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If you are in financial distress and can longer afford to live in your home, you may be considering a short sale. Short sales can seem mysterious and challenging. What is involved? Who qualifies? What if the mortgage amount is more than the home is worth?
We are here to answer your questions and shed some light on the process. Each bank approaches short sales differently. It can be a hard process to navigate. That's why you need a team looking after your best interests.
A short sale can occur when the home owner owes more on a house than it is worth. The home owner and bank must come to an agreement with the bank taking a loss. The lender will either forgive the debt or get a deficiency judgement against the borrower that requires the seller to pay all or part of the difference between the sale price and original mortgage debt.
It is important to note that the lender is under no obligation to accept a short sale. It is only allowed at the bank's discretion.
In order for a lender to consider a short sale, there must be a relatively new source of financial trouble, not an ongoing problem undisclosed during the original mortgage process. Banks are also highly unlikely to consider a short sale if finances have simply been mismanaged. Examples of qualifying troubles could be divorce, job loss, or health problems.
Most banks will not consider a short sale until the home owner is actually in default on their mortgage. Each bank will have different rules on this. Some will require multiple missed payments.
As stated before, even if a homeowner is absolutely certain they are headed for default, most banks will require missed payments before they will even discuss a short sale or the their short sale process.
If the lender believes they can get more money for the home by foreclosing, they are likely to foreclose no matter the source of financial trouble. Their main objective is to recover as much of the funds as they can.
If a mortgage is co-signed, the bank may choose to hold that person responsible for the mortgage instead of negotiating a short sale.
Do you pay PMI on your loan? If so, there are certain cases where they will advance funds in order to keep payments on track. This would help only in terms of short term financial troubles.
Additionally, the home owner may be eligible for a loan modification.
Make sure you check into all of these issue before you decide to pursue a short sale.
One the biggest obstacles to negotiating a short sale may very likely be finding the right person to talk to at the bank. Don't just talk to a customer service representative! They have no actual authority in these situations.
Ask to speak to the loss mitigation department. You may have to work your way through the phone ladder, but they will be able to point you in the right direction. Since short sales are at the bank's discretion, you may just have to find the right person. If you don't get anywhere with the first decision maker, call back another day at another time and speak to someone else. Your main objective in these phone conversations is to find someone to email you a detailed list of documents needed to apply for a short sale. This will vary bank to bank.
At this point you will need to consult with a real estate agent, attorney, and a tax professional. Don't be discouraged by the fees required. You must have these professionals in order to complete the short sale process. They are used to these situations. It's their job. They will help guide you in paying any fees.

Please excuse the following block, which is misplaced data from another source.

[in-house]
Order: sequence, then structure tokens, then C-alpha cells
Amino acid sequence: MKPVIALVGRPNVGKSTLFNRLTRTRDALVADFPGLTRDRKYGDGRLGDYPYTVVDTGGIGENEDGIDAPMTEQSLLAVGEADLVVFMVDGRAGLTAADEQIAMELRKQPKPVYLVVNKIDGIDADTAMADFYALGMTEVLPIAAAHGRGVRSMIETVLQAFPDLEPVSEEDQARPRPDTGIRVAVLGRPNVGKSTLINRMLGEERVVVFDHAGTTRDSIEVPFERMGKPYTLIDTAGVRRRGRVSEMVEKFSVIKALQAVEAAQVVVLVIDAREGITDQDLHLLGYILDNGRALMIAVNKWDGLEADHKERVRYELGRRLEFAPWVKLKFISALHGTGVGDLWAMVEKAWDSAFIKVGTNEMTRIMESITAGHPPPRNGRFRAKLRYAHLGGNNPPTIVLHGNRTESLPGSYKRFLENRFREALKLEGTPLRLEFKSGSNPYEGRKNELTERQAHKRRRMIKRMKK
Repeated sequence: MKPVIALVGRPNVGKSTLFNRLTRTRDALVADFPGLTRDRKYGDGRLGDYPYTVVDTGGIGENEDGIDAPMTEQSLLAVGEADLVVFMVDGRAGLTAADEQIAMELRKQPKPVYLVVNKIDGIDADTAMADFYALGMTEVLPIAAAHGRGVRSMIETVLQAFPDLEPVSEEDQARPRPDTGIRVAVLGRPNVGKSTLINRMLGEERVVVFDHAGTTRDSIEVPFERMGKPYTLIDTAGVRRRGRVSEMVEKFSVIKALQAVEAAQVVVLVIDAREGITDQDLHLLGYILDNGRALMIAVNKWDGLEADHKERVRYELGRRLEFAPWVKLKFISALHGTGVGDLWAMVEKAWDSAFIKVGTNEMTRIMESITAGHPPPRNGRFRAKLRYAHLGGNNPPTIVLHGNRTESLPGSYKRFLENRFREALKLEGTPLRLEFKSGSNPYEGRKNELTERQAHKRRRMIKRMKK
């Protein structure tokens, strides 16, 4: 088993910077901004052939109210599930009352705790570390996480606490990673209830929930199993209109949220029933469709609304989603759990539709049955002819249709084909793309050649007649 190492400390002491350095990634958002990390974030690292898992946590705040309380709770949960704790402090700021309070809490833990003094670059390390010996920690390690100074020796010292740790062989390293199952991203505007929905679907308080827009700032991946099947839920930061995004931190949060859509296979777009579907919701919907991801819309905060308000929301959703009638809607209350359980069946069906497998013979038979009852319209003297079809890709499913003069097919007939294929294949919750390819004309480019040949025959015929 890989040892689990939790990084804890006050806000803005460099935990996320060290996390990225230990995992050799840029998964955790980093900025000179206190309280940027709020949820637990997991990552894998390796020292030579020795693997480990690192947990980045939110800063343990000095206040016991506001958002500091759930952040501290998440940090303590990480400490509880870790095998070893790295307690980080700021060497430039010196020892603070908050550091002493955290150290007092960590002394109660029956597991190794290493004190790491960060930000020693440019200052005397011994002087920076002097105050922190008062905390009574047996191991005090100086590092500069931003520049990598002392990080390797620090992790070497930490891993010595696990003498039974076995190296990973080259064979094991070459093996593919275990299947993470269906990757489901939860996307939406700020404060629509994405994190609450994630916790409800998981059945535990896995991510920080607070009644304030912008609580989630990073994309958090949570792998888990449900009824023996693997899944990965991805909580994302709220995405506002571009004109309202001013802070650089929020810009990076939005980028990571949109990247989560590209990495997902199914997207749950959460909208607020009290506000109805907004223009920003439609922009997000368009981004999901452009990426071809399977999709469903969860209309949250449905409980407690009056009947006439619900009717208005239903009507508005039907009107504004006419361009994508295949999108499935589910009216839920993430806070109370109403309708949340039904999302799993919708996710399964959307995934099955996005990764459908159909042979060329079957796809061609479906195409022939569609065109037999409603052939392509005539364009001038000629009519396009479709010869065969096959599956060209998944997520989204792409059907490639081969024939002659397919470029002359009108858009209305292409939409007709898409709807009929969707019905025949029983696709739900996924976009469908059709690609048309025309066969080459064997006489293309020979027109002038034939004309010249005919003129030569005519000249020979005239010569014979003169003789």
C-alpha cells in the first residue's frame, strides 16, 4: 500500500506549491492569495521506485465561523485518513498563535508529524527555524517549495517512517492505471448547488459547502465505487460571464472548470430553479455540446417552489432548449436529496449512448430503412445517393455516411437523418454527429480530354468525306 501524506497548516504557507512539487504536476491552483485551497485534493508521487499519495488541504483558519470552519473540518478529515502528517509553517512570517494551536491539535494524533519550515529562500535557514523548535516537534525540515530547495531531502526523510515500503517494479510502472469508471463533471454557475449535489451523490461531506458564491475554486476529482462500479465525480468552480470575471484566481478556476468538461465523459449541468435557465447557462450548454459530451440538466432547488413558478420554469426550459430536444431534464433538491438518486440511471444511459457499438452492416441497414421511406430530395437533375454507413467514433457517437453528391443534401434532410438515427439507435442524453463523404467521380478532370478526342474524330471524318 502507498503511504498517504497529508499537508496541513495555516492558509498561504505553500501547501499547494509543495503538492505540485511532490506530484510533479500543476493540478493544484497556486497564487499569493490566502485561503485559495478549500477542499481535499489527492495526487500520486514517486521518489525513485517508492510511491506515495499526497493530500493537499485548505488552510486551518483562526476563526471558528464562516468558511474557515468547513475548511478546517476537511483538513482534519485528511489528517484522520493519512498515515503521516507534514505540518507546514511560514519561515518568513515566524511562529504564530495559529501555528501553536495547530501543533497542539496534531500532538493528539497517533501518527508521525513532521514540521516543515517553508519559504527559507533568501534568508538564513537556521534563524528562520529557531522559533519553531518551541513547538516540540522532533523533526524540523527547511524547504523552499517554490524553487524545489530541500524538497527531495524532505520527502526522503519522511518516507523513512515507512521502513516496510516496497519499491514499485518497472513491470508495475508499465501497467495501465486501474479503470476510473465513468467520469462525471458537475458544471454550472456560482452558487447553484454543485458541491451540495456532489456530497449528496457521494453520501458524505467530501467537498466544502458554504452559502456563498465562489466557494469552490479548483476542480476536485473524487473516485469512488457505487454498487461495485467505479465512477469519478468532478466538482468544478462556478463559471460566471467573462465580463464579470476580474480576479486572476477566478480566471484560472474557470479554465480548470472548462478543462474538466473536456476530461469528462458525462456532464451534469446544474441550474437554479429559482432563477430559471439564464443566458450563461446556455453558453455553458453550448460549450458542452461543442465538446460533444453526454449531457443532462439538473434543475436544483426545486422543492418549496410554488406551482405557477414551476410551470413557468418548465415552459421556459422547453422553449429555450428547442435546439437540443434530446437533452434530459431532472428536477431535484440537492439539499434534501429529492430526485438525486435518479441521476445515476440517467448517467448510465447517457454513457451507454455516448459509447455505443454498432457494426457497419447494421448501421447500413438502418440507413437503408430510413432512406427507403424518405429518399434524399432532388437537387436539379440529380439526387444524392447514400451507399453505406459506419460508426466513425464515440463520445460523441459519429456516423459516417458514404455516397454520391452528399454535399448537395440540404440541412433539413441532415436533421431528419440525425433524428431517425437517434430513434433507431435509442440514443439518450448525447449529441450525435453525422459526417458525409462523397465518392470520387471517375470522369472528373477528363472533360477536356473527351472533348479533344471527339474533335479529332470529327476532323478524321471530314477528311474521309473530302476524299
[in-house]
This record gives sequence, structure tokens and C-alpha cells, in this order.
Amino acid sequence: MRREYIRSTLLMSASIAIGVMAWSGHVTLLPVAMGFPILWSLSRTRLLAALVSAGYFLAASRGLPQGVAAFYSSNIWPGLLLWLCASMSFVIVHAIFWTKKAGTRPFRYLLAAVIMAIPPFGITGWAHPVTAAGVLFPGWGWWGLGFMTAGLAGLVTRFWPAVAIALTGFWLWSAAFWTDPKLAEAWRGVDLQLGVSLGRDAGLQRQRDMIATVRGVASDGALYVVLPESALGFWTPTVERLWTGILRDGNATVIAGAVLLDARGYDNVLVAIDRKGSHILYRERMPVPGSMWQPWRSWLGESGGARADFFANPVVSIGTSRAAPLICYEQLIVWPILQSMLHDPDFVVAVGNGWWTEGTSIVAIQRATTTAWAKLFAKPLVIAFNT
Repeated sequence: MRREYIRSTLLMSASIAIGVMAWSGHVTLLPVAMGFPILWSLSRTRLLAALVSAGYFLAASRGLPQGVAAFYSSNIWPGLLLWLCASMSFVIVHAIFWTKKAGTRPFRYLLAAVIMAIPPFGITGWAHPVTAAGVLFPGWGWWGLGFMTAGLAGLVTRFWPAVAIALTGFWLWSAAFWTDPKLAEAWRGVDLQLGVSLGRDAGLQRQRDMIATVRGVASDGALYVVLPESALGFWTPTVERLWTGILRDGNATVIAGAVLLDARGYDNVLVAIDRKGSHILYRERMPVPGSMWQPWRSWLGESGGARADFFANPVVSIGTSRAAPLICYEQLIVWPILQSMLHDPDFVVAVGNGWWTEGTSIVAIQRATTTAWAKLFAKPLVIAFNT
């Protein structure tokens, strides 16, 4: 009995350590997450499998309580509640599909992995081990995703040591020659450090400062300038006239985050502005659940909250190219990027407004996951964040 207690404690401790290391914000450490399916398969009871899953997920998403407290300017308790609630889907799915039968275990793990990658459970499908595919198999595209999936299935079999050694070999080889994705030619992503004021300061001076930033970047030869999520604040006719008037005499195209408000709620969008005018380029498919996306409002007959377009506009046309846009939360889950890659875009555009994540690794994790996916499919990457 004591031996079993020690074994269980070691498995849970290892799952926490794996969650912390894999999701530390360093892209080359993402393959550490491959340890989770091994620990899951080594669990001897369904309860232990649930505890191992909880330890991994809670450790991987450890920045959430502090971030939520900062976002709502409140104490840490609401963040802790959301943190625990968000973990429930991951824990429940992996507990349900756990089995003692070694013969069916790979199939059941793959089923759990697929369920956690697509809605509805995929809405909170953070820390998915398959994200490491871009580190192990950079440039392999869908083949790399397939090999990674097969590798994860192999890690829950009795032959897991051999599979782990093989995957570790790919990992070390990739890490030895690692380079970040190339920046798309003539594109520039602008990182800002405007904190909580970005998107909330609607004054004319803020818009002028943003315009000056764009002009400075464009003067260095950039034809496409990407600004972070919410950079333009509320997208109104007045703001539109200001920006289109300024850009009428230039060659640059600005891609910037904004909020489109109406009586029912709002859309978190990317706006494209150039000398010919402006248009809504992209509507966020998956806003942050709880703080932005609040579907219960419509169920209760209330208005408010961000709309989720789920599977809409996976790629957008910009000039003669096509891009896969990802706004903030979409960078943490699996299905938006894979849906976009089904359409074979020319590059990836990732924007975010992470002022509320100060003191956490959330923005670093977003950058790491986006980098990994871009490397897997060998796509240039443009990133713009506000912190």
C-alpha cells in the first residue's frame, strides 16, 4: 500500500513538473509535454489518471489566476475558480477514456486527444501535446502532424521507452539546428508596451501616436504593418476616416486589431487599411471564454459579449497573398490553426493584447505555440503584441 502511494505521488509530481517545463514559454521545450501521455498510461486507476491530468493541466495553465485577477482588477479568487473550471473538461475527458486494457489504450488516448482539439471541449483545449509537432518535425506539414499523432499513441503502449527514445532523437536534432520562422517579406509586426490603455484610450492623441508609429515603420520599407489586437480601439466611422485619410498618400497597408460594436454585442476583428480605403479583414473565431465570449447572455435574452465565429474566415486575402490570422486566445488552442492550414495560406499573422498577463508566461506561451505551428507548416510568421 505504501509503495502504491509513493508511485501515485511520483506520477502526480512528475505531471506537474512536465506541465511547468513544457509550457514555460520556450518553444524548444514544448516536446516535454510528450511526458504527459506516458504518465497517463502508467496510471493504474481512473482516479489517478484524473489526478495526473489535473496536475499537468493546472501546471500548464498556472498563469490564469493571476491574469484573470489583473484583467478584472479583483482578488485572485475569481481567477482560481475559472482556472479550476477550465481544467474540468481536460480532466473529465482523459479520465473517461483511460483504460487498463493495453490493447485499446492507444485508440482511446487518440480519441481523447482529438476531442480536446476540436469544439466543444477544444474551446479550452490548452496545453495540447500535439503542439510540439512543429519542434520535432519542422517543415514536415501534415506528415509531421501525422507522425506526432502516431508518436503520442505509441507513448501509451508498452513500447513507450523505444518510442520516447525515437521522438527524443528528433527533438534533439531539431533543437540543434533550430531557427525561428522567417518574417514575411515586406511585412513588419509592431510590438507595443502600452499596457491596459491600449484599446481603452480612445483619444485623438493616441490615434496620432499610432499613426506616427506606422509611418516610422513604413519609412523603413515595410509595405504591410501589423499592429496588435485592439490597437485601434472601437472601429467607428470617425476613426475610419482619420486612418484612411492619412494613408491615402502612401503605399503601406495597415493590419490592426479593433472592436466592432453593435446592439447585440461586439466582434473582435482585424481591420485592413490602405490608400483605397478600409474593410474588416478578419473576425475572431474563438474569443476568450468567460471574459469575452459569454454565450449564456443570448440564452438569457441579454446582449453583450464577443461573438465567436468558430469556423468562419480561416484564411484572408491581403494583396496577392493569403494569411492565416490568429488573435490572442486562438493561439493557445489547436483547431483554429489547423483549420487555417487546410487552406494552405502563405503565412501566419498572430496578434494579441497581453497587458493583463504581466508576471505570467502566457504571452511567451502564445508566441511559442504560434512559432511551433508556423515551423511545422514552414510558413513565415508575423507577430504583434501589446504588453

This is one of the most important steps! You will need to submit a letter of authorization. It will make the process much smoother. This letter authorizes the lender to speak with your real estate agent, closing coordinator, title company, and lawyer. It should include the following:
Putting together the short sale proposal will be up to you. Gather all of the documents needed for your short sale proposal (listed in the email you had your lender send.) Even though the list will vary bank by bank, there are some general requirements that every bank will include. Every document in the proposal must be in order for the bank to consider the short sale.
This is where having an experienced real estate agent will be invaluable! Our team will be here to walk you through each step.
The proposal should include:
One of the biggest questions for those considering a short sale is, "How will this affect my credit?" That's hard to answer. A short sale will effect your credit. A lot depends on how many months of mortgage payments were missed. They can show up as delinquent payments on your credit report. However, it is up to the bank to report these, so it's in your best interest to convince the bank not to report the missed payments while negotiating the sale. Again, this is up to the discretion of the bank. The sooner you applied for a short sale the better. If you waited months before presenting a hardship letter, they may be less likely to work with you. The good news is even though your credit will be affected, it will be significantly less than foreclosure!
Another important fact to note is that the IRS can count the debt forgiveness between what you owed and what you paid back as taxable income.
All of this may feel like information overload in what is already a stressful situation. As your real estate team we will be ready to walk you through each step of the process.
Having a third party you can rely on will be invaluable! We know how to sell homes and how to sell them quickly. Contact us today and see what we can do for you!
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